Bottom line is the black students get screwed in the NCLB programs far worse than anything we saw in the pre-Great Society public school programs. – And future black income and mobility results decine.

    Brave New World.

  • Lisa Capuano Oler

    As NCLB sunsets, will the “Options” program also be history?
    Is this push towards “neighborhood schools” a sign that OUSD is already poised to move kids “back where they came from”?
    If charter schools were created as alternatives to low performing schools under NCLB, then will our district begin to close those schools that have failed to out perform existing OUSD public schools?

  • Katy Murphy

    That’s a good question: If Adequate Yearly Progress or Program Improvement are discontinued, would families who live near (what have been known as) Program Improvement schools no longer have the right to transfer to a school with higher test scores?

    It sounds like such decisions would be left up to the states under this early version of the draft proposal.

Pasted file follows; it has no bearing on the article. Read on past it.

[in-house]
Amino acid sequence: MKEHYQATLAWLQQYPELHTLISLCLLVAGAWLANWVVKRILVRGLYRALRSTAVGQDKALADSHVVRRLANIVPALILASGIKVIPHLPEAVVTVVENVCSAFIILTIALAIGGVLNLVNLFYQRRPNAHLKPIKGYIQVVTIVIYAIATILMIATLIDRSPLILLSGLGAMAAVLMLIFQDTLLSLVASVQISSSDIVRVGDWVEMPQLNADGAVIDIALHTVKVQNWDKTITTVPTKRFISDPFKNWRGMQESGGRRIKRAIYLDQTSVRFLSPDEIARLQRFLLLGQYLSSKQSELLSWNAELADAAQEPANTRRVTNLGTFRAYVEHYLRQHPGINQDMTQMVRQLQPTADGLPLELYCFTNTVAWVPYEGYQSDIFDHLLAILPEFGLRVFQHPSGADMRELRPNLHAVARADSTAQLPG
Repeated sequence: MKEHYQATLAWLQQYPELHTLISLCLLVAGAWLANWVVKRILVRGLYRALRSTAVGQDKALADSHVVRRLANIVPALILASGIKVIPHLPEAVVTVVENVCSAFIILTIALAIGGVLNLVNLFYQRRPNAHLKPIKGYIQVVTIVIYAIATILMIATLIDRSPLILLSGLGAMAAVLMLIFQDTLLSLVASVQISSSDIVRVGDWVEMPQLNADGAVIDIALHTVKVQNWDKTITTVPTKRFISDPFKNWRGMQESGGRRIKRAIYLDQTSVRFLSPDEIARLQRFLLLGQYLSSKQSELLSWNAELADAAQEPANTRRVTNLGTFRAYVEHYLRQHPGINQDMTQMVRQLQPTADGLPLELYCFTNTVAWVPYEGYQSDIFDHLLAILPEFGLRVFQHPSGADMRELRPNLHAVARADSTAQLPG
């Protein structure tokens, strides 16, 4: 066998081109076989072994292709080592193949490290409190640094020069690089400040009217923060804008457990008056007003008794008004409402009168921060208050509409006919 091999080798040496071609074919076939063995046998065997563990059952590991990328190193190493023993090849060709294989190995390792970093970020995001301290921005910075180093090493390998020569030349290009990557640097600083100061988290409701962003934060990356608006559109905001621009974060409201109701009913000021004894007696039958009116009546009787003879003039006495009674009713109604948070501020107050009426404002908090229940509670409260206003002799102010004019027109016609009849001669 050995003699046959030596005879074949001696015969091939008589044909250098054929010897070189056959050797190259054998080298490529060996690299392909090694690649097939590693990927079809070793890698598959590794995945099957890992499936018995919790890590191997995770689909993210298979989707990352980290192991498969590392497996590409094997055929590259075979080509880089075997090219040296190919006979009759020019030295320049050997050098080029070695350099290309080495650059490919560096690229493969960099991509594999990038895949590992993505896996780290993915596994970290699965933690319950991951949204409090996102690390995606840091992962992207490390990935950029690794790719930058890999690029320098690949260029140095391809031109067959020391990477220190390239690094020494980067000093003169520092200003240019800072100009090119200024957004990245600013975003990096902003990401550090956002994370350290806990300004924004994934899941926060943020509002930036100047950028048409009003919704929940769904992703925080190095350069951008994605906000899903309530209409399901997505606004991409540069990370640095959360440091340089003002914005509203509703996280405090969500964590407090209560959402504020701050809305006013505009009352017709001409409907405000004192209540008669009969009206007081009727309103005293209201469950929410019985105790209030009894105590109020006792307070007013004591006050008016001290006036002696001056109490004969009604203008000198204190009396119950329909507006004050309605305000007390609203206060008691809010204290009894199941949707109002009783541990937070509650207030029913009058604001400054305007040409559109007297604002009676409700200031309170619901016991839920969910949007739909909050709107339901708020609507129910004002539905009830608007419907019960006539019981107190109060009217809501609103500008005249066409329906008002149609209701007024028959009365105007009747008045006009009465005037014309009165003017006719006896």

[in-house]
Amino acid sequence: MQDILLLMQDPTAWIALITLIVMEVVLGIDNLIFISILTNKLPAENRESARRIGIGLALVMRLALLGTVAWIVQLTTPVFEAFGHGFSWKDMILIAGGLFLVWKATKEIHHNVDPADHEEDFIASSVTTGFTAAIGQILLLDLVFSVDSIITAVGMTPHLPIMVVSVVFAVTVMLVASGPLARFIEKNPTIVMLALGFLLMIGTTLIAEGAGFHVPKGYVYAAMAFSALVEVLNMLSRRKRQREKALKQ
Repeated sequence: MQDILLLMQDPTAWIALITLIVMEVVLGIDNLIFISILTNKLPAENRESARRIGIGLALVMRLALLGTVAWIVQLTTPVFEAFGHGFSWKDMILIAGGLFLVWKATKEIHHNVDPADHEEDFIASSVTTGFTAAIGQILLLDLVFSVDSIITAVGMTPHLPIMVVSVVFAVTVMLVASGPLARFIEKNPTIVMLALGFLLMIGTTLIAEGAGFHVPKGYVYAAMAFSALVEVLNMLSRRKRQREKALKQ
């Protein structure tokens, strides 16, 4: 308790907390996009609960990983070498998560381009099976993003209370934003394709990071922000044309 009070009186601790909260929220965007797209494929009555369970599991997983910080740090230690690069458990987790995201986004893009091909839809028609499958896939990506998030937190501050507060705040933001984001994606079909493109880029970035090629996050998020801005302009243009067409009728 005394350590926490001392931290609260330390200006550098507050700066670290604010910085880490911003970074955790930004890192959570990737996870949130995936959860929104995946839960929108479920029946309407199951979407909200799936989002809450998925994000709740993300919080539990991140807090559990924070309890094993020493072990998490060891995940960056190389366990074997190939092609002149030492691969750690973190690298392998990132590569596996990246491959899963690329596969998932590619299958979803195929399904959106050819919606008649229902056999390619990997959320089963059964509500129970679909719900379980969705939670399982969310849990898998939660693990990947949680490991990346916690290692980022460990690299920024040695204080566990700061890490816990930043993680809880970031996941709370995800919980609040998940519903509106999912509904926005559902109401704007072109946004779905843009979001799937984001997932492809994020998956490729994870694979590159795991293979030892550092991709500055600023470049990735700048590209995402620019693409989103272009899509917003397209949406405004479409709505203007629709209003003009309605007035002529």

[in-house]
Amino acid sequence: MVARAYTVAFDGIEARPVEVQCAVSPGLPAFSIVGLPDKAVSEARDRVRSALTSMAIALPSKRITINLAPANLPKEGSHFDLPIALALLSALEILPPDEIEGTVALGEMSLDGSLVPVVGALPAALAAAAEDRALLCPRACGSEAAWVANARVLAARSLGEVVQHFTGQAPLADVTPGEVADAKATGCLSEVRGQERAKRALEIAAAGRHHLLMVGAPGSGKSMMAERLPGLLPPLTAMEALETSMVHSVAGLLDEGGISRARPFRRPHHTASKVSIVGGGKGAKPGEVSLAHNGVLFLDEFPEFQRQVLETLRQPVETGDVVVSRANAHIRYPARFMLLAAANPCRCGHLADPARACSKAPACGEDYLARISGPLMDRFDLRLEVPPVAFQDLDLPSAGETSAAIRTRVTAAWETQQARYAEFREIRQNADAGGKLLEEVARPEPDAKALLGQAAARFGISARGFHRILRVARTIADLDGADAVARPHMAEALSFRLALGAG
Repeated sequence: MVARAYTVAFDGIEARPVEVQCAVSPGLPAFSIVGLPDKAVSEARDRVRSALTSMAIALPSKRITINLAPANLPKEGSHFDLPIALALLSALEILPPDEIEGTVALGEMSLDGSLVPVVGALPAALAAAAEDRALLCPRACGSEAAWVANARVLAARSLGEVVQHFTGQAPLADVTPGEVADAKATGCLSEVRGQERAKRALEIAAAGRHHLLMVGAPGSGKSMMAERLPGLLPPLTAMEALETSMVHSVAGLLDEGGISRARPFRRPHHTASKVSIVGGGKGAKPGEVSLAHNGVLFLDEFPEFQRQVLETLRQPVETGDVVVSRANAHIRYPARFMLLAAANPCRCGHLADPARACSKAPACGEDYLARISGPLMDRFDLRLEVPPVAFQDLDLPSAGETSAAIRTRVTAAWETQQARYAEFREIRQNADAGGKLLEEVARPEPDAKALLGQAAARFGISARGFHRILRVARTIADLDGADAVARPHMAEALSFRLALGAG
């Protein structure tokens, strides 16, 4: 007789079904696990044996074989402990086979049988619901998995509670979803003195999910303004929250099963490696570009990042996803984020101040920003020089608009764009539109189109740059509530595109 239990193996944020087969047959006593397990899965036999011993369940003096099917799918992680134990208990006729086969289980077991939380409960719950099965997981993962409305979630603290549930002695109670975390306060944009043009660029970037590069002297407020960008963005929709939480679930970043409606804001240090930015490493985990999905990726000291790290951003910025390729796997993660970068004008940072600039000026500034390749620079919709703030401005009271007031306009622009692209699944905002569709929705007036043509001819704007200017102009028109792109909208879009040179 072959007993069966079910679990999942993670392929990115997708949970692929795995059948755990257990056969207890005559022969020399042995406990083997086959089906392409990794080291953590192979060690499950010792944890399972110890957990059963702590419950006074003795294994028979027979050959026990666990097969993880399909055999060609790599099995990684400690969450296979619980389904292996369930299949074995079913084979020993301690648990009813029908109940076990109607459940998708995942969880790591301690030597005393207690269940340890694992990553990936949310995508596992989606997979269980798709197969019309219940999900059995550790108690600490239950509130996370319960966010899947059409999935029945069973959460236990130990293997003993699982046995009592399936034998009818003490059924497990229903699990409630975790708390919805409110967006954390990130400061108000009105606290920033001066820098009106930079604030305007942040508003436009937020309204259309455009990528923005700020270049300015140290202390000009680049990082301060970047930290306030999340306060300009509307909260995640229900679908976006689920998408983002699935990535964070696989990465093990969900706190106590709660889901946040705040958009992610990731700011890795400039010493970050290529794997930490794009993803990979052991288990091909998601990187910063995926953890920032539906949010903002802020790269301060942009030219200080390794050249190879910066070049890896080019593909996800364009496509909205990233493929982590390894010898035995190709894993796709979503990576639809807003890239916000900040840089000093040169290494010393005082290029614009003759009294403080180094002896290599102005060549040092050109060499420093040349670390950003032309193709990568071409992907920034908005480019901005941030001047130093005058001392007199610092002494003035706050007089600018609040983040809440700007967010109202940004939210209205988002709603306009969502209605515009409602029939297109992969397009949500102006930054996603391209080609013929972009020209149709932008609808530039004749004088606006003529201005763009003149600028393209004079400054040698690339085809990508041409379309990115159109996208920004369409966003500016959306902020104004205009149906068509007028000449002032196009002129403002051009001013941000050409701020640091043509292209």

• Ms. McLaughlin

    I’m no expert on any of this, but my understanding of the Neighborhood Schools movement is that ultimately, Oakland students would have access to good schools right WHERE they “came from.” If a student lives two blocks from a school, it’s rather a shame for that student to have to take the bus, or for his parents to have to drive him, 52 blocks to “the good school.”

  • Katy Murphy

    That’s my understanding too. The catch is that many parents who have chosen schools outside their neighborhood say their local school isn’t good right now (or in a safe area, or welcoming), and that they don’t want to lose the (somewhat limited) options they have. Lakeview and Kaiser parents have expressed that sentiment loud and clear these last few weeks.

  • Kaiser Parent

    I don’t know why that is considered a shame to go to school in a different neighborhood. I don’t know why the concept of “community” is now being restricted to the neighborhood where one resides. My experience is anecdotal perhaps, but I know so many people who grew up in Oakland who have always gone to school outside their neighborhoods. In any given day, I travel, visit, work, eat in 3 or 4 different neighborhoods throughout Oakland. It seems to be part of the culture of this city to enjoy and thrive in so many different parts of town and the access from the freeway to Bart is pretty good actually.

  • Ms. McLaughlin

    If you’ve got the time and resources to take your children across town to school, and a reliable car where they can sleep or do homework on the way, great! Maybe for you it’s a morning/afternoon bonding experience.